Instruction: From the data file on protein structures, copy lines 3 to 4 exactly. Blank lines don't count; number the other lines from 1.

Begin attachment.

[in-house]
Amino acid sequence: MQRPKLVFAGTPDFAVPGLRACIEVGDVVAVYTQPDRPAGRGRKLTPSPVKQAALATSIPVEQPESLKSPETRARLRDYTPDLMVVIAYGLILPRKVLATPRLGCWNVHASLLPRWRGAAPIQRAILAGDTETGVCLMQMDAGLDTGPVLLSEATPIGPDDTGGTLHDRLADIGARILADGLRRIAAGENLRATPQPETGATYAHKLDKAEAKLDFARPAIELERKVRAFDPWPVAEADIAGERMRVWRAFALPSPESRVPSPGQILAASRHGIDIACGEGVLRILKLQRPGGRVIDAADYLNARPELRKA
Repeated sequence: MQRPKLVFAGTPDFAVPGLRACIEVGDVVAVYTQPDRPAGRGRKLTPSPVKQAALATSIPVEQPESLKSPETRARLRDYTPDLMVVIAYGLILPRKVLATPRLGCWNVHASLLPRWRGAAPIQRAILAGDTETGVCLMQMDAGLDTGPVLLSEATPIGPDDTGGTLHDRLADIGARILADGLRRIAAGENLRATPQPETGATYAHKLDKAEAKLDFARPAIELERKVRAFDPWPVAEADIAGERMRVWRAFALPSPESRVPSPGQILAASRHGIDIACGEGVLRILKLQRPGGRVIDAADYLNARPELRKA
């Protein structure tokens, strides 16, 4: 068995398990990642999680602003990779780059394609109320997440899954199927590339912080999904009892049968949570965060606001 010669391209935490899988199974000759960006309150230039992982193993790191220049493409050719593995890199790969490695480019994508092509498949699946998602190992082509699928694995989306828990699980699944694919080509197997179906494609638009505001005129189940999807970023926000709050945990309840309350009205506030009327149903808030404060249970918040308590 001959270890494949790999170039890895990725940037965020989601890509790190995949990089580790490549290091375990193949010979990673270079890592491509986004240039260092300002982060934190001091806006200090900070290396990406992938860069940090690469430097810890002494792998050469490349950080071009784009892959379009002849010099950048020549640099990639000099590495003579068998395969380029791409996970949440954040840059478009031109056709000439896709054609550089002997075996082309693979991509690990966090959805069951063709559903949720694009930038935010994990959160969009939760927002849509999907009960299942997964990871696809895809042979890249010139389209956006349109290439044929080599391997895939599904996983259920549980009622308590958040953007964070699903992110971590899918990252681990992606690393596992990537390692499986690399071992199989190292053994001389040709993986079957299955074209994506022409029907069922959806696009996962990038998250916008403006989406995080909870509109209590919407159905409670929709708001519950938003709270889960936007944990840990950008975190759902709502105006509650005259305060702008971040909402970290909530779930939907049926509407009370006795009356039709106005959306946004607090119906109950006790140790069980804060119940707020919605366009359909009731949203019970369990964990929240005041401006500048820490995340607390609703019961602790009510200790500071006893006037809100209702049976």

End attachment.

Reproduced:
Repeated sequence: MQRPKLVFAGTPDFAVPGLRACIEVGDVVAVYTQPDRPAGRGRKLTPSPVKQAALATSIPVEQPESLKSPETRARLRDYTPDLMVVIAYGLILPRKVLATPRLGCWNVHASLLPRWRGAAPIQRAILAGDTETGVCLMQMDAGLDTGPVLLSEATPIGPDDTGGTLHDRLADIGARILADGLRRIAAGENLRATPQPETGATYAHKLDKAEAKLDFARPAIELERKVRAFDPWPVAEADIAGERMRVWRAFALPSPESRVPSPGQILAASRHGIDIACGEGVLRILKLQRPGGRVIDAADYLNARPELRKA
């Protein structure tokens, strides 16, 4: 068995398990990642999680602003990779780059394609109320997440899954199927590339912080999904009892049968949570965060606001 010669391209935490899988199974000759960006309150230039992982193993790191220049493409050719593995890199790969490695480019994508092509498949699946998602190992082509699928694995989306828990699980699944694919080509197997179906494609638009505001005129189940999807970023926000709050945990309840309350009205506030009327149903808030404060249970918040308590 001959270890494949790999170039890895990725940037965020989601890509790190995949990089580790490549290091375990193949010979990673270079890592491509986004240039260092300002982060934190001091806006200090900070290396990406992938860069940090690469430097810890002494792998050469490349950080071009784009892959379009002849010099950048020549640099990639000099590495003579068998395969380029791409996970949440954040840059478009031109056709000439896709054609550089002997075996082309693979991509690990966090959805069951063709559903949720694009930038935010994990959160969009939760927002849509999907009960299942997964990871696809895809042979890249010139389209956006349109290439044929080599391997895939599904996983259920549980009622308590958040953007964070699903992110971590899918990252681990992606690393596992990537390692499986690399071992199989190292053994001389040709993986079957299955074209994506022409029907069922959806696009996962990038998250916008403006989406995080909870509109209590919407159905409670929709708001519950938003709270889960936007944990840990950008975190759902709502105006509650005259305060702008971040909402970290909530779930939907049926509407009370006795009356039709106005959306946004607090119906109950006790140790069980804060119940707020919605366009359909009731949203019970369990964990929240005041401006500048820490995340607390609703019961602790009510200790500071006893006037809100209702049976």